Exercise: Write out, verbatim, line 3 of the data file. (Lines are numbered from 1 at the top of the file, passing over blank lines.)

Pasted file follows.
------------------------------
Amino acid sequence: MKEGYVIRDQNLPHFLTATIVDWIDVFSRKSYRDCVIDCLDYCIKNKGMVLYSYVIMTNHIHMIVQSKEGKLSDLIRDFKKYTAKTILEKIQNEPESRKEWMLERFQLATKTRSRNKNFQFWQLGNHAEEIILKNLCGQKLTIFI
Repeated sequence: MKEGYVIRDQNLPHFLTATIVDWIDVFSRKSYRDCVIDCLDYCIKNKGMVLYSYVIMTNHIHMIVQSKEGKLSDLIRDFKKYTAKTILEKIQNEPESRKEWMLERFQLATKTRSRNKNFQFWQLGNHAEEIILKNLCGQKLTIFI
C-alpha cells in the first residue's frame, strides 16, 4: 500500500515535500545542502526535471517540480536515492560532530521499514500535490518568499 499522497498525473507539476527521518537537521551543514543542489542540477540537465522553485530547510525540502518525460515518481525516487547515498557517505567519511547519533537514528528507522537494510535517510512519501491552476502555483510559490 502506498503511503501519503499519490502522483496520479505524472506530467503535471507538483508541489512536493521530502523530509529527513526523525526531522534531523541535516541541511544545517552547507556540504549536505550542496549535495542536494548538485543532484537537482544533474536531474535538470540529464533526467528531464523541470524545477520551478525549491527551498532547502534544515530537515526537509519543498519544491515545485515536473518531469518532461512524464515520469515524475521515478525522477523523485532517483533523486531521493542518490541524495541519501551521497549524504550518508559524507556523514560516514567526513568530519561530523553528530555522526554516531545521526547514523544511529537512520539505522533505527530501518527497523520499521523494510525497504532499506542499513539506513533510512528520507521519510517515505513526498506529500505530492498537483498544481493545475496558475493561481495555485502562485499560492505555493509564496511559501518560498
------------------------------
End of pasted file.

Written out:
C-alpha cells in the first residue's frame, strides 16, 4: 500500500515535500545542502526535471517540480536515492560532530521499514500535490518568499 499522497498525473507539476527521518537537521551543514543542489542540477540537465522553485530547510525540502518525460515518481525516487547515498557517505567519511547519533537514528528507522537494510535517510512519501491552476502555483510559490 502506498503511503501519503499519490502522483496520479505524472506530467503535471507538483508541489512536493521530502523530509529527513526523525526531522534531523541535516541541511544545517552547507556540504549536505550542496549535495542536494548538485543532484537537482544533474536531474535538470540529464533526467528531464523541470524545477520551478525549491527551498532547502534544515530537515526537509519543498519544491515545485515536473518531469518532461512524464515520469515524475521515478525522477523523485532517483533523486531521493542518490541524495541519501551521497549524504550518508559524507556523514560516514567526513568530519561530523553528530555522526554516531545521526547514523544511529537512520539505522533505527530501518527497523520499521523494510525497504532499506542499513539506513533510512528520507521519510517515505513526498506529500505530492498537483498544481493545475496558475493561481495555485502562485499560492505555493509564496511559501518560498